Tumor necrosis factor-alpha (TNF) is a pleiotropic cytokine, which is thought to play a major role in the pathogenesis of inflammatory diseases, including allergy. TNF is produced at the early stage of allergen sensitization, and then continues to promote the inflammation cascade in the effector phase of allergic reactions. Consequently, anti-TNF treatment has been proposed as a potential therapeutic option. However, recent studies reveal anti-intuitive effects of TNF in the activation and proliferative expansion of immunosuppressive Tregs, tolerogenic DCs and MDSCs. This immunosuppressive effect of TNF is mediated by TNFR2, which is preferentially expressed by immunosuppressive cells. These findings redefine the role of TNF in allergic reaction, and suggest that targeting TNF-TNFR2 interaction itself may represent a novel strategy in the treatment of allergy. Highlights-Pleiotropic function of TNF in allergy is likely mediated by its two receptors, TNFR1 and TNFR2-Activation by TNFR1 results in the allergic inflammatory responses while TNFR2 plays a role in the immune tolerance to allergens-TNFR2 is preferentially expressed by highly suppressive and replicating Tregs and TNFR2 signaling leads to the activation and proliferation of Tregs-Targeting of TNFR2 to boost Treg activity may represent a novel strategy for treating patients with allergy.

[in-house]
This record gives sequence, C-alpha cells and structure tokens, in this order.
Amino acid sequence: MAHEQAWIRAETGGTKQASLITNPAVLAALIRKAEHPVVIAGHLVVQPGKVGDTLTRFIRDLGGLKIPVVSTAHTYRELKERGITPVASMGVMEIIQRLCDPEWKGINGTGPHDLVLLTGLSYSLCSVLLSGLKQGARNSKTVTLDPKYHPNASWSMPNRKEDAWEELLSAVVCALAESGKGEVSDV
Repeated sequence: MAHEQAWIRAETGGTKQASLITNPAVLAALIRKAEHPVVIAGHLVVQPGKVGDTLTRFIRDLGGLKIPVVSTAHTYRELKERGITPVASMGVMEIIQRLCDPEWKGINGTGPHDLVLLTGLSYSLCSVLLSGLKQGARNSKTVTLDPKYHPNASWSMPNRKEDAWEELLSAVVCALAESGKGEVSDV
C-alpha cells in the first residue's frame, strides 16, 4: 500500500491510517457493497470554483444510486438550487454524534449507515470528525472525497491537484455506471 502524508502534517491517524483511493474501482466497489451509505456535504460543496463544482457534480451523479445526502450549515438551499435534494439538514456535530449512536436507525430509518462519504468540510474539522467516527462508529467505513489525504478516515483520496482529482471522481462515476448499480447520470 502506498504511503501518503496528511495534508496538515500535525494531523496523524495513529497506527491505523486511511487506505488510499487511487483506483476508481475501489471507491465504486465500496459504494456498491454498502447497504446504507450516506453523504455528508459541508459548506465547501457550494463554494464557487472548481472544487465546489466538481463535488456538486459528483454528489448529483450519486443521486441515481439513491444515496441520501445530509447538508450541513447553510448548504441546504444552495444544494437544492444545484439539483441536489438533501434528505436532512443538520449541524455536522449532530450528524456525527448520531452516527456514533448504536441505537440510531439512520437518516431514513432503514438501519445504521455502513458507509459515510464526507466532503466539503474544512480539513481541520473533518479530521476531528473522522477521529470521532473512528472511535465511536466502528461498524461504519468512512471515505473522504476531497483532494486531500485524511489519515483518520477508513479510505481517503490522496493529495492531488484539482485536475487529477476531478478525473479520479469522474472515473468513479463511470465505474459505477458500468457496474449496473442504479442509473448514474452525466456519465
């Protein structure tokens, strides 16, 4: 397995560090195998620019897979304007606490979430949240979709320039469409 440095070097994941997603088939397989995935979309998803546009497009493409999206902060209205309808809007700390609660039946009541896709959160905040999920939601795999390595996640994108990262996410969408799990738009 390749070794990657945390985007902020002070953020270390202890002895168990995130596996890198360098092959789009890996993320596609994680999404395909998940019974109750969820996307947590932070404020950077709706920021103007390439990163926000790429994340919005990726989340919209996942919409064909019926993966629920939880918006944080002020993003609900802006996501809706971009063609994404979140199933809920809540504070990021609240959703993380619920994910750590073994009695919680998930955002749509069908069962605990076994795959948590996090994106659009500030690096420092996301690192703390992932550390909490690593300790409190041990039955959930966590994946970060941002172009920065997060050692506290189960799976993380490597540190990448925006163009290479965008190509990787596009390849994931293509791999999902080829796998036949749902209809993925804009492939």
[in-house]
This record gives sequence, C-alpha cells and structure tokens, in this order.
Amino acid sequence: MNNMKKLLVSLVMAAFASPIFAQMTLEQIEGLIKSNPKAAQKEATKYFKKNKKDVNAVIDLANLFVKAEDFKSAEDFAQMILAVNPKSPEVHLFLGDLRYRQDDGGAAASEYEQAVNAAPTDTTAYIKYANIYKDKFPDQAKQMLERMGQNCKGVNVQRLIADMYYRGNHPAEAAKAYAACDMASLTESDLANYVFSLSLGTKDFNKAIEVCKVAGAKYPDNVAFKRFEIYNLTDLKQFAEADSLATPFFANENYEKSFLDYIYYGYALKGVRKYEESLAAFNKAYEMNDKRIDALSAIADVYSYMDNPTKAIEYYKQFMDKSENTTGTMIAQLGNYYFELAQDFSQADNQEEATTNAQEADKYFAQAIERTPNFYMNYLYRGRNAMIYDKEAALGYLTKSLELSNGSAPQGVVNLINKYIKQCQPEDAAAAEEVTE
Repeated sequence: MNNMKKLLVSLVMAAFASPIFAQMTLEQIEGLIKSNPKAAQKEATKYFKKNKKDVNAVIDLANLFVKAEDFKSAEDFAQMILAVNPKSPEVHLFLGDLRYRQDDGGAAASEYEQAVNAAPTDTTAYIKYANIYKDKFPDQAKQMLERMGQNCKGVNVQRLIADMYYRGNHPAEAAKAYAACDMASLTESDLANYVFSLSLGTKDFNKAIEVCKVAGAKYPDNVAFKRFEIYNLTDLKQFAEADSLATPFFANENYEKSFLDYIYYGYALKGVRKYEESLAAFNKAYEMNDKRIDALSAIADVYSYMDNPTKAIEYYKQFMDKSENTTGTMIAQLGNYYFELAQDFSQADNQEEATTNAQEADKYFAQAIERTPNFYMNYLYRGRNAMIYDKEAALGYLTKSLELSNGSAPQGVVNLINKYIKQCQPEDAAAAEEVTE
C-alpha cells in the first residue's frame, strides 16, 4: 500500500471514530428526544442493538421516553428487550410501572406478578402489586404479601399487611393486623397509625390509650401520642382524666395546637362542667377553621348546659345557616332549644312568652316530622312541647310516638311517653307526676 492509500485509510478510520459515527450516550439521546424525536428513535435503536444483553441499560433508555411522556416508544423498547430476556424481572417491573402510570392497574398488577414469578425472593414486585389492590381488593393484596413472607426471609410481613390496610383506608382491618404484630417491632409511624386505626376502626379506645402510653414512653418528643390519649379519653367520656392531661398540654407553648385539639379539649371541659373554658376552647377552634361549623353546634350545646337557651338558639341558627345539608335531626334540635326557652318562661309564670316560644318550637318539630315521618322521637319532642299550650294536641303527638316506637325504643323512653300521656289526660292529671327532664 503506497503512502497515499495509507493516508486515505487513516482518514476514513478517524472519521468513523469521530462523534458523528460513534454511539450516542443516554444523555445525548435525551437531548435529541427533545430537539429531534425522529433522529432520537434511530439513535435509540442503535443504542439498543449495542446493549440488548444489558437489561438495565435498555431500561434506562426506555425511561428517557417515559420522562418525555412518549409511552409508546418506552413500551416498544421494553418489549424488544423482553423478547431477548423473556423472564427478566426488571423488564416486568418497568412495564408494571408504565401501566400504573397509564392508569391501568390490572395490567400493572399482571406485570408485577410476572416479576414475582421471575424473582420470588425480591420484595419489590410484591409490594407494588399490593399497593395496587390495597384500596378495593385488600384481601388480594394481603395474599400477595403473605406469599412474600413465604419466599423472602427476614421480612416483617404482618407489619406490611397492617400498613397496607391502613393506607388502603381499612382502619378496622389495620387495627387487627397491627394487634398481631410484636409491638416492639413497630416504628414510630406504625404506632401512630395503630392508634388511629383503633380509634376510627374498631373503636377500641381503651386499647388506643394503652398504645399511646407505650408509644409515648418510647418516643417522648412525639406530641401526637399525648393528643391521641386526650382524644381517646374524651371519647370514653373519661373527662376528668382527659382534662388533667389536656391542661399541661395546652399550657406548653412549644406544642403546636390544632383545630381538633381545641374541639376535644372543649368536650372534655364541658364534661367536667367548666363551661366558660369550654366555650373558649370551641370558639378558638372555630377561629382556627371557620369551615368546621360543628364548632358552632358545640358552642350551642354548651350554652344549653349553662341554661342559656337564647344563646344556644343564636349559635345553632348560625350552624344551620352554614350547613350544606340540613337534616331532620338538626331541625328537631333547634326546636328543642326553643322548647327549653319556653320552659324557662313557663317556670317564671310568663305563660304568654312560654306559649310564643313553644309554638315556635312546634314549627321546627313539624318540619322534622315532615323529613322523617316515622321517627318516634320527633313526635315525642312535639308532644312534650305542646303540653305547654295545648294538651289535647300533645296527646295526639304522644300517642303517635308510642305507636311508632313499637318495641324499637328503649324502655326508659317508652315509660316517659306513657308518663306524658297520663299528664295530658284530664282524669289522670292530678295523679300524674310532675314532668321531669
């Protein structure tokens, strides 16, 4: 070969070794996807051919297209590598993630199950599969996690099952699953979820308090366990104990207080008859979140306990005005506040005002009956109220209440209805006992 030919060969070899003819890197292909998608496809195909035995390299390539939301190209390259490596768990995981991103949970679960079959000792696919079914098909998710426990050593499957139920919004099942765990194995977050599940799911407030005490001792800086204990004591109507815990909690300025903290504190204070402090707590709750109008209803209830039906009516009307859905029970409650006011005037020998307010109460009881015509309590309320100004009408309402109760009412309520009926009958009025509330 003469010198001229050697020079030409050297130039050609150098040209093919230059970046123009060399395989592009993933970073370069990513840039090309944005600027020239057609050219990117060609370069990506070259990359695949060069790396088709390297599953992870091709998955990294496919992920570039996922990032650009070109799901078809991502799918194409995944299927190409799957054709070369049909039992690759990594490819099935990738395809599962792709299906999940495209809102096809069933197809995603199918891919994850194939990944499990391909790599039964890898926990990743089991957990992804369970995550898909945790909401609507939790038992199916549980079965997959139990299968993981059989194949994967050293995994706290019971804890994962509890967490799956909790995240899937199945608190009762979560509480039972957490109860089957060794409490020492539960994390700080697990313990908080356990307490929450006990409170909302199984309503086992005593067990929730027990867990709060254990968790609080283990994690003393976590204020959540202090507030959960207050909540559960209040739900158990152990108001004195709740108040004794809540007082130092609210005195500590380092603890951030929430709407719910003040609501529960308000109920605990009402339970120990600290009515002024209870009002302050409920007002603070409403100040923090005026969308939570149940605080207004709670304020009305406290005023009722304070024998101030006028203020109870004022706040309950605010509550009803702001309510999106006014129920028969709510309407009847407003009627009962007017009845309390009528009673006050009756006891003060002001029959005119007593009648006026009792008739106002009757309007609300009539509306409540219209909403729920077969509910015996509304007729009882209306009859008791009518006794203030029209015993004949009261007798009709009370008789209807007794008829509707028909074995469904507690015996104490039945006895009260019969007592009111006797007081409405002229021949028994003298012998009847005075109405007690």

- Regulatory T cells
- Tolerogenic dendritic cells